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Federal funding for SOD battle

U.S. Forest Service Chief Thomas L. Tidwell notified Gov. John Kitzhaber Tuesday that portions of federal land in Curry County will be designated as insect and disease areas under the Farm Bill passed earlier this year.

The inclusion means Curry County could be eligible for federal assistance to address Sudden Oak Death (SOD), which, if left untreated, could spread into the agricultural lands northeast of the county, affecting the third largest industry in the state.


Buddy the Bruin statue finds home in Brookings

Evergreen Bank President Jeff Hyde and a bank employee unveil Buddy the Bruin, a new statue that has been installed in downtown Brookings.

Buddy the Bruin bear was unveiled, transported with police escort and installed on the sidewalk in front of the Downtown Coffee Lounge Friday afternoon.


Lewis wins cardboard boat race

Contestants in their home-made cardboard boats paddle for the finish line Saturday. Doug Lewis, in the white boat called Slice of Life, placed first.

Doug Lewis in his sleek Slice of Life boat zipped across the chilly waters to win the Second Port of Brookings Harbor International Cardboard Boat Races Saturday, a far cry from his attempt last year in which his craft folded in half and sank.


Azalea Festival Parade coverage

Members of the Harbor Fire Department ride in an antique fire truck during the parade.

Photos and videos of this morning's Azalea Festival Parade in downtown Brookings are now available at the Pilot's Facebook page.

Brothers in arms

Photos from the past: Al James, left, and Ron Adams, both served in the U.S. Marines during the Vietnam War. They didn’t know one another then, but the do now as neighbors in Pistol River.

There, as young men in the dark, thick foliage of shadowy marshes, they played a dangerous hide-and-seek game with the enemy — the Viet Cong. 

Ron Adams, now 63 and Al James, 85, unflinchingly served their country. They didn’t know each other then, but they do now.

Adams and James weren’t drafted into that battle half a world away. Rather, both voluntarily enlisted during a tumultuous time in U.S. history. 

The telling of their stories speaks to a  shared commitment to patriotism; of wanting to curb the growing threat of communism.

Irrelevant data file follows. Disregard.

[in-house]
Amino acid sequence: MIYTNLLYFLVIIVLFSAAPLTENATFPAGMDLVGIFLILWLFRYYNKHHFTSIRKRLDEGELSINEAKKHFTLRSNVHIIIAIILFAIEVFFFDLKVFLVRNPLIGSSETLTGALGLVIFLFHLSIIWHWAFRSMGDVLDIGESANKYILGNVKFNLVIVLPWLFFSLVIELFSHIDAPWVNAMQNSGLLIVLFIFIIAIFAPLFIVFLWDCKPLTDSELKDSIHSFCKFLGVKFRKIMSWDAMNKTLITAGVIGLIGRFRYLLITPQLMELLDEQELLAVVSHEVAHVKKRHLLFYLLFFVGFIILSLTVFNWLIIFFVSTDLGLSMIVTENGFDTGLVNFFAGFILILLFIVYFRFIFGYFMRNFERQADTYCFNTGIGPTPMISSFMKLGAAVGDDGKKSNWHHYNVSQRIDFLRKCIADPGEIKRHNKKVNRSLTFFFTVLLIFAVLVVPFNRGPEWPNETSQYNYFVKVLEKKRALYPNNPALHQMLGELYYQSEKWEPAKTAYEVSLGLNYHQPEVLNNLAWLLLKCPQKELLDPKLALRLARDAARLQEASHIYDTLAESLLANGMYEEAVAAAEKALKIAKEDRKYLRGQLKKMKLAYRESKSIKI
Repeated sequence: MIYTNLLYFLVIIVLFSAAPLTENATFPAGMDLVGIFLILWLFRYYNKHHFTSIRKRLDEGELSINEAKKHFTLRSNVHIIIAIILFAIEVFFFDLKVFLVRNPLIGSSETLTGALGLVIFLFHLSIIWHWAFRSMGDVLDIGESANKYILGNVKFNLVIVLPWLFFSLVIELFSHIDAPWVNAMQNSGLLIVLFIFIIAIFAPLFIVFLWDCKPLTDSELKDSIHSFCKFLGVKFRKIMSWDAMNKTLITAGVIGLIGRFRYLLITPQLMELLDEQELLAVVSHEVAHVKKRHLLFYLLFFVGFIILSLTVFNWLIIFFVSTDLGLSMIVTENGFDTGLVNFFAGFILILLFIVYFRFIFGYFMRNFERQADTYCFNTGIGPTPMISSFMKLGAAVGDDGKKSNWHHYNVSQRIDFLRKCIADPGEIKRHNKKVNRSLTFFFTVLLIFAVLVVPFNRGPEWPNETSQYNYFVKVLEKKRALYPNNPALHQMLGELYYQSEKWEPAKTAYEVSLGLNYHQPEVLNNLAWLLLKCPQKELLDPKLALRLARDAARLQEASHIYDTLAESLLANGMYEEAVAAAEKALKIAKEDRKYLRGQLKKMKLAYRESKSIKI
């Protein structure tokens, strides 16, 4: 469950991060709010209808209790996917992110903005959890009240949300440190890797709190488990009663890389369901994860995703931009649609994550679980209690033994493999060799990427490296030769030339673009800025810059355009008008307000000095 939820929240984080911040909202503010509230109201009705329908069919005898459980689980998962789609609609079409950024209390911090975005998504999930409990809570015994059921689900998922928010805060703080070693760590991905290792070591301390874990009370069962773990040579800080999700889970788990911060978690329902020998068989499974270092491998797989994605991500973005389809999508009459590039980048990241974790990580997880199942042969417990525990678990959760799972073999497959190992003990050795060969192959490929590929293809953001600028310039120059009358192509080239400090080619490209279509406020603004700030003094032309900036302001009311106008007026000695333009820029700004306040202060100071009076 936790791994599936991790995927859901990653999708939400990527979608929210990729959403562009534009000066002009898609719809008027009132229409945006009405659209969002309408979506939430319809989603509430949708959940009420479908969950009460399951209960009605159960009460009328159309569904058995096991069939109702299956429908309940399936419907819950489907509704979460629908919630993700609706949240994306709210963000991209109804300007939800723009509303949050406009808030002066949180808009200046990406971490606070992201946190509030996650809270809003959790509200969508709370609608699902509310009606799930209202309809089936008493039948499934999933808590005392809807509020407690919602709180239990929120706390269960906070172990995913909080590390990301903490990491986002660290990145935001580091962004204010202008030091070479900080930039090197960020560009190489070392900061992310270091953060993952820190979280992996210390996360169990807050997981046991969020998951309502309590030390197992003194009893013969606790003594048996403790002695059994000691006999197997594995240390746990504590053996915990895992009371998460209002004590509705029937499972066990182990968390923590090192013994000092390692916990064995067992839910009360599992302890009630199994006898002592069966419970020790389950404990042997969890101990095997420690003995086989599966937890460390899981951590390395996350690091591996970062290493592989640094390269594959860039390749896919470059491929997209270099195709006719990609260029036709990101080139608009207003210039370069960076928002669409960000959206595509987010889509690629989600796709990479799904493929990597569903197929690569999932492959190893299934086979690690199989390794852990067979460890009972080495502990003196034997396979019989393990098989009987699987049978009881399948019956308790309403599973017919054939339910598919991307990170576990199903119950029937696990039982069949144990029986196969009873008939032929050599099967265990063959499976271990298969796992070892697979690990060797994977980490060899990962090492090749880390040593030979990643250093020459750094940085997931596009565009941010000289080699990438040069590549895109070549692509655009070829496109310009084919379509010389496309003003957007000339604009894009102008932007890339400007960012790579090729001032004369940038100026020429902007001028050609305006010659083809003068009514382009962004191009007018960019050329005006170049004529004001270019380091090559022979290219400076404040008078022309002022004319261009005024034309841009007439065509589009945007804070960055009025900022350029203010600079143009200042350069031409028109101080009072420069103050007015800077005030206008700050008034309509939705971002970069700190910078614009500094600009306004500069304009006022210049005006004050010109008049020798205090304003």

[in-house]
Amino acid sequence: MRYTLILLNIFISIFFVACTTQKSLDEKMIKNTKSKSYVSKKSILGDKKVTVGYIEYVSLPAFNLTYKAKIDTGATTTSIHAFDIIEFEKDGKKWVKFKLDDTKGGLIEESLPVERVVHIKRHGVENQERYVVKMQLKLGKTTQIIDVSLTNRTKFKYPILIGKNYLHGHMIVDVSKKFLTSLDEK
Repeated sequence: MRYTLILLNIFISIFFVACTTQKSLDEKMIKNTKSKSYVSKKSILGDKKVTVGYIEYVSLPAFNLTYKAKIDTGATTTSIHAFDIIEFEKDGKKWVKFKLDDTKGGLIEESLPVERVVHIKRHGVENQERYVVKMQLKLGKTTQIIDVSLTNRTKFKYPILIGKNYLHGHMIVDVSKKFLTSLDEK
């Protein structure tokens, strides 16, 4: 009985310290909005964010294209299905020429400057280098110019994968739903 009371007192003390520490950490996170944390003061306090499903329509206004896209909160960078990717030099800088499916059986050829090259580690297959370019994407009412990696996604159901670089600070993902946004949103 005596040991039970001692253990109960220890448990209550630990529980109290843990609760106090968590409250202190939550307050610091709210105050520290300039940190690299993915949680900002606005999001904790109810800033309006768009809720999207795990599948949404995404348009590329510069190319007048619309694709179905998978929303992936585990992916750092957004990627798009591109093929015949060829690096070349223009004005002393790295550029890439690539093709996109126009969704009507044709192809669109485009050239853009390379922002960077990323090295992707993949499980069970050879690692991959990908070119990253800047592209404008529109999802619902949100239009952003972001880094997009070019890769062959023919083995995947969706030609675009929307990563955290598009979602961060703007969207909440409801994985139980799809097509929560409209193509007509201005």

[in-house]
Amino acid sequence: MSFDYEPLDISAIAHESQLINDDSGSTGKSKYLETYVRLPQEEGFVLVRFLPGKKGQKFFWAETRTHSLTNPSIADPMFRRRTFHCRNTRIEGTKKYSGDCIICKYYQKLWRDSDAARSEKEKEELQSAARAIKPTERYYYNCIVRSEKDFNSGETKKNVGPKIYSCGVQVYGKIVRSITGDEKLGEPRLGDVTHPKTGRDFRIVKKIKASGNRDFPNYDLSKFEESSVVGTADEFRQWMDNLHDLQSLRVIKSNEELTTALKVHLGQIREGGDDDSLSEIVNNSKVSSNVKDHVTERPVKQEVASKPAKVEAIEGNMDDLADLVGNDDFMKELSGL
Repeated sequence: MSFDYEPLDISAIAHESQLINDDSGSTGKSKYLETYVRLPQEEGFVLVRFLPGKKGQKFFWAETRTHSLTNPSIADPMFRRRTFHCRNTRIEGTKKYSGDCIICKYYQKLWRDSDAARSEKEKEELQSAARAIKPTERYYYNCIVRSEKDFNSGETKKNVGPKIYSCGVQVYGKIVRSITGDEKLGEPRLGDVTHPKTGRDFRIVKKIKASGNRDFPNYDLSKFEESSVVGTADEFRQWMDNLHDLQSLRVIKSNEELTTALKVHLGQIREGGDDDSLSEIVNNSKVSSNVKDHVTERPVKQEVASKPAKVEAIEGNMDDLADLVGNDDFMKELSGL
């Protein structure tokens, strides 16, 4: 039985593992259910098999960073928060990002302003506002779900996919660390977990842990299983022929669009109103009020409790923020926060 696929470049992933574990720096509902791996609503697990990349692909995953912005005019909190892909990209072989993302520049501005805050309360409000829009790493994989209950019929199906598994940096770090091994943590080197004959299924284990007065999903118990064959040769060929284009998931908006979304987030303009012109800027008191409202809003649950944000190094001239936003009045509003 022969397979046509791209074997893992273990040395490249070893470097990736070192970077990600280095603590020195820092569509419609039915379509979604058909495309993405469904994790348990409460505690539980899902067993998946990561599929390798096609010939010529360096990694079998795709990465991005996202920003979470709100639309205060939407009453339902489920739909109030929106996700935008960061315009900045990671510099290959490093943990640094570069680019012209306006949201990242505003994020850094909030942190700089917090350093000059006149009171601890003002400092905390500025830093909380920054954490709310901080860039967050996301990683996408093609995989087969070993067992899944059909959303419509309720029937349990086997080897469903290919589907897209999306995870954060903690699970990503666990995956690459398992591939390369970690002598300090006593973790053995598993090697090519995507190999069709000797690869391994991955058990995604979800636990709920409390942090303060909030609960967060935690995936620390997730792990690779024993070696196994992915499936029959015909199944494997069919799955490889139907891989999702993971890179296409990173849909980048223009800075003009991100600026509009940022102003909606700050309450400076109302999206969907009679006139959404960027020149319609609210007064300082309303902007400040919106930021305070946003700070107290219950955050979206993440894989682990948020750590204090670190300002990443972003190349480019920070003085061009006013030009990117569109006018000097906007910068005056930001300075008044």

Wall display honors vets all year long

Lyman Cox, left, Fran Thurman, and Ted Clawson are veterans featured on the Wall of Honor.

Communities often honor their veterans for Veteran’s Day with miniature American flags or with red, white and blue banners. At the Sea View Senior Living Community in Harbor, they make sure their veterans know they are appreciated year-round.

Located on the second floor in one of the main hallways is a Veteran’s Wall of Honor, a beautiful, patriotic monument erected three years ago to honor the veterans of the Sea View community, both past and present.


Residents will testify on aerial spray risks

Armed with new knowledge about aerial chemical spraying, three Curry County citizens will trek to Salem next Wednesday to share with legislators their experiences after a helicopter sprayed their property with herbicides northeast of Gold Beach last October.

The spraying resulted in the almost immediate sickness of 42 people, a blinded horse, a dog whose owner was forced to euthanize him May 20 after he lost more than half his body weight in the months following the spraying — and a small community that continues to struggle to get answers about aerial chemical spraying in Oregon.


Higher than usual staff turnovers at schools

At least eight Brookings-Harbor School district employees, including several teachers and school administrators, have resigned in the last two months. 

At the same time, the district has hired seven employees: two principals, one vice principal, two teachers and two speech pathologists.

The large number of resignations of staff members — especially that of two teachers who’ve been employed for only two years — worried school board member Bruce Raleigh, who broached the subject during Wednesday’s regular school board meeting.


Measure 8-76 (Home Rule Charter) fails

For the third time, Curry County voters have defeated a measure that would have made home rule the form of government under which the county is operated.

Measure 8-76, received 2,153 “yes” votes compared to 3,627 “no” votes; 44.5 percent of Curry County’s 12,985 eligible voters cast ballots.


Itzen, Huxley headed for runoff; Beaman wins judge seat

Read more...Incumbent Curry County Commissioner David Itzen will face off against Harbor resident Tom Huxley in the November elections after neither secured 50 percent plus one vote to win the majority and take the Position 1 county commissioner seat.


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